Thursday, 11 June 2009: 11:40 AM
Pinnacle BC (Stoweflake Resort and Confernce Center)
Very little progress has been made in hurricane intensity prediction in the last 15-20 years. One of the reasons for this is the lack of understanding and representation of physical factors contributing to the hurricane wind intensification. It was proposed that ocean spray-wind interaction plays a significant role in the physical mechanism responsible for such intensification. Specifically it has been reported recently (Barenblatt, et al., 2005; BCP hereafter) that the presence of ocean spray in the vortex of tropical cyclone (TC) leads to a significant reduction in turbulent intensity and consequently to a sharp flow acceleration. We reexamined Barenblatt's mathematical model and found that some of their conclusions are unjustified and contradictory. Specifically it is calculated that the flow velocity magnitude increases by 20% at most for large water droplets, which is significantly below of almost an order of magnitude increase claimed by the authors. We found much stronger flow acceleration for small water droplets, the case which is not studied in BCP. The flow lubrication effect for this case however is not nearly as strong as suggested in BCP.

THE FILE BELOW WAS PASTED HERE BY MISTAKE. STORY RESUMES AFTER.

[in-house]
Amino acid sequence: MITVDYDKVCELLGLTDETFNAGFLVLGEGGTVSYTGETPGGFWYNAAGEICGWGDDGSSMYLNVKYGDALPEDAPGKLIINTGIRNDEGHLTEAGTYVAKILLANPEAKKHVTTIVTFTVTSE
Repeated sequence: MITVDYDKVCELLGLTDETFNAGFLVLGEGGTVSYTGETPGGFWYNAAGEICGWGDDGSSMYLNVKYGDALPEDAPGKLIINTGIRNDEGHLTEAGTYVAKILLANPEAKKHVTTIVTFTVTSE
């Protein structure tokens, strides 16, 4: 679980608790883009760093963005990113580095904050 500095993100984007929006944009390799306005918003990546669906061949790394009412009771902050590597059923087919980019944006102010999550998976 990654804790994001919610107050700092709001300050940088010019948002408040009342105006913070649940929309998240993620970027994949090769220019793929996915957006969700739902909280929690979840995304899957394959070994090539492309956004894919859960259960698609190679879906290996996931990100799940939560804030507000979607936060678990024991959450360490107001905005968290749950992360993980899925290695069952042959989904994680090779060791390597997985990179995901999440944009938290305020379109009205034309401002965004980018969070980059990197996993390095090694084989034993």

We also extended the theoretical model by considering different mechanisms of ocean spray production, positive feedback of wind acceleration, more consistent turbulence closure models and some other contributing factors. The sensitivity of ocean spray lubrication effect to the theoretical model has been investigated. Specifically we found that the lubrication effect is very sensitive to the influence of spray stratification on the turbulence mixing length. We account for this effect by employing full prognostic equations for turbulent kinetic energy and dissipation rate with no mixing length assumption. Currently we carry out a numerical study of an ideal hurricane model. A series of numerical experiments with and without spray has been performed and the results are compared for different theoretical models. An effort to develop a proper spray parameterization based on the theoretical consideration and the results of numerical experiments is undertaken. Consequently, we will incorporate the spray parameterization in the realistic Weather Research and Forecast (WRF) numerical model in order to improve the accuracy of TC intensity prediction.
This work is supported by a grant from the National Oceanic and Atmospheric Administration, Educational Partnership Program under the cooperative agreement NA06OAR4810187.
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